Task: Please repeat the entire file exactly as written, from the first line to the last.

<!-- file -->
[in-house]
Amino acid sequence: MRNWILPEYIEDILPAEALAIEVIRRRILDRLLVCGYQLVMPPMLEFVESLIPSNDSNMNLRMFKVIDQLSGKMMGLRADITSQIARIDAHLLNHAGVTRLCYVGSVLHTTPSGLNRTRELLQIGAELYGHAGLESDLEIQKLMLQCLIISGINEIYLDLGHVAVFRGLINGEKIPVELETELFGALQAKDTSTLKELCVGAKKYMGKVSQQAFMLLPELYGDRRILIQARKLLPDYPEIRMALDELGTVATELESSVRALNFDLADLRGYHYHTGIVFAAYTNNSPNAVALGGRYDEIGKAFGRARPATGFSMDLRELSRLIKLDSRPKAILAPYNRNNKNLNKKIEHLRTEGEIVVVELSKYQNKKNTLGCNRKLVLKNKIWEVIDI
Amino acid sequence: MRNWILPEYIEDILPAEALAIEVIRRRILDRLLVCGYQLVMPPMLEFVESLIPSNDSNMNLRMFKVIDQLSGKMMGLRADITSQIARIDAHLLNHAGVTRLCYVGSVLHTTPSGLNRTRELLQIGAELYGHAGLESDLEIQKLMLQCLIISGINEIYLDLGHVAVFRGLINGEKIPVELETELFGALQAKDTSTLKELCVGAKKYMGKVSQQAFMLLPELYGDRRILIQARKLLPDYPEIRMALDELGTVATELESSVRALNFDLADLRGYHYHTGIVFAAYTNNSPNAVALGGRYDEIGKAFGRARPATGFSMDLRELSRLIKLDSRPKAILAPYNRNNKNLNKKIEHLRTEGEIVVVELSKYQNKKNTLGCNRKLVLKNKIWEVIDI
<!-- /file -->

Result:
[in-house]
Amino acid sequence: MRNWILPEYIEDILPAEALAIEVIRRRILDRLLVCGYQLVMPPMLEFVESLIPSNDSNMNLRMFKVIDQLSGKMMGLRADITSQIARIDAHLLNHAGVTRLCYVGSVLHTTPSGLNRTRELLQIGAELYGHAGLESDLEIQKLMLQCLIISGINEIYLDLGHVAVFRGLINGEKIPVELETELFGALQAKDTSTLKELCVGAKKYMGKVSQQAFMLLPELYGDRRILIQARKLLPDYPEIRMALDELGTVATELESSVRALNFDLADLRGYHYHTGIVFAAYTNNSPNAVALGGRYDEIGKAFGRARPATGFSMDLRELSRLIKLDSRPKAILAPYNRNNKNLNKKIEHLRTEGEIVVVELSKYQNKKNTLGCNRKLVLKNKIWEVIDI
Amino acid sequence: MRNWILPEYIEDILPAEALAIEVIRRRILDRLLVCGYQLVMPPMLEFVESLIPSNDSNMNLRMFKVIDQLSGKMMGLRADITSQIARIDAHLLNHAGVTRLCYVGSVLHTTPSGLNRTRELLQIGAELYGHAGLESDLEIQKLMLQCLIISGINEIYLDLGHVAVFRGLINGEKIPVELETELFGALQAKDTSTLKELCVGAKKYMGKVSQQAFMLLPELYGDRRILIQARKLLPDYPEIRMALDELGTVATELESSVRALNFDLADLRGYHYHTGIVFAAYTNNSPNAVALGGRYDEIGKAFGRARPATGFSMDLRELSRLIKLDSRPKAILAPYNRNNKNLNKKIEHLRTEGEIVVVELSKYQNKKNTLGCNRKLVLKNKIWEVIDI